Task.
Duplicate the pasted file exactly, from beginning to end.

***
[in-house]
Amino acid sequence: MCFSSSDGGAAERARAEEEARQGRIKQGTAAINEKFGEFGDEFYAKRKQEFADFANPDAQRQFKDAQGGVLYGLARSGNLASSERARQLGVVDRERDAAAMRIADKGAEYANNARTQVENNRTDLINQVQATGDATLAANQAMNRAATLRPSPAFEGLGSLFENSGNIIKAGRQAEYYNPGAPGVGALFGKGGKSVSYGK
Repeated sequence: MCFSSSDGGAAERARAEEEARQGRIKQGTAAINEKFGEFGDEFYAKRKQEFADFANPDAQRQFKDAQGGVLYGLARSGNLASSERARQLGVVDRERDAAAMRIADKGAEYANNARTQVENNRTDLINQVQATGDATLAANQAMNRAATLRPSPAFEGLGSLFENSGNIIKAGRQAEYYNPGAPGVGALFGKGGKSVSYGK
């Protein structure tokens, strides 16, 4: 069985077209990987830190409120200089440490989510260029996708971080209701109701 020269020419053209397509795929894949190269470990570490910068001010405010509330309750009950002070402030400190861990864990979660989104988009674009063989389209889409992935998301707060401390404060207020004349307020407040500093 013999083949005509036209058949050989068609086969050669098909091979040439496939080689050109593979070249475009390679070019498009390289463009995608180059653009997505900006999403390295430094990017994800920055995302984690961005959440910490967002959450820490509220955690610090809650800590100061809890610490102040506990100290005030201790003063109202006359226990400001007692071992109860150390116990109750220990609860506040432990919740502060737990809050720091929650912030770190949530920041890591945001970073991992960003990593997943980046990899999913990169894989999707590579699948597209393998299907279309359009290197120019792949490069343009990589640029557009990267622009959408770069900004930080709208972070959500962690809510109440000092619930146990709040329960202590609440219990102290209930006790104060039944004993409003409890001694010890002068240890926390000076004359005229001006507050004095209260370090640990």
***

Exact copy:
[in-house]
Amino acid sequence: MCFSSSDGGAAERARAEEEARQGRIKQGTAAINEKFGEFGDEFYAKRKQEFADFANPDAQRQFKDAQGGVLYGLARSGNLASSERARQLGVVDRERDAAAMRIADKGAEYANNARTQVENNRTDLINQVQATGDATLAANQAMNRAATLRPSPAFEGLGSLFENSGNIIKAGRQAEYYNPGAPGVGALFGKGGKSVSYGK
Repeated sequence: MCFSSSDGGAAERARAEEEARQGRIKQGTAAINEKFGEFGDEFYAKRKQEFADFANPDAQRQFKDAQGGVLYGLARSGNLASSERARQLGVVDRERDAAAMRIADKGAEYANNARTQVENNRTDLINQVQATGDATLAANQAMNRAATLRPSPAFEGLGSLFENSGNIIKAGRQAEYYNPGAPGVGALFGKGGKSVSYGK
């Protein structure tokens, strides 16, 4: 069985077209990987830190409120200089440490989510260029996708971080209701109701 020269020419053209397509795929894949190269470990570490910068001010405010509330309750009950002070402030400190861990864990979660989104988009674009063989389209889409992935998301707060401390404060207020004349307020407040500093 013999083949005509036209058949050989068609086969050669098909091979040439496939080689050109593979070249475009390679070019498009390289463009995608180059653009997505900006999403390295430094990017994800920055995302984690961005959440910490967002959450820490509220955690610090809650800590100061809890610490102040506990100290005030201790003063109202006359226990400001007692071992109860150390116990109750220990609860506040432990919740502060737990809050720091929650912030770190949530920041890591945001970073991992960003990593997943980046990899999913990169894989999707590579699948597209393998299907279309359009290197120019792949490069343009990589640029557009990267622009959408770069900004930080709208972070959500962690809510109440000092619930146990709040329960202590609440219990102290209930006790104060039944004993409003409890001694010890002068240890926390000076004359005229001006507050004095209260370090640990």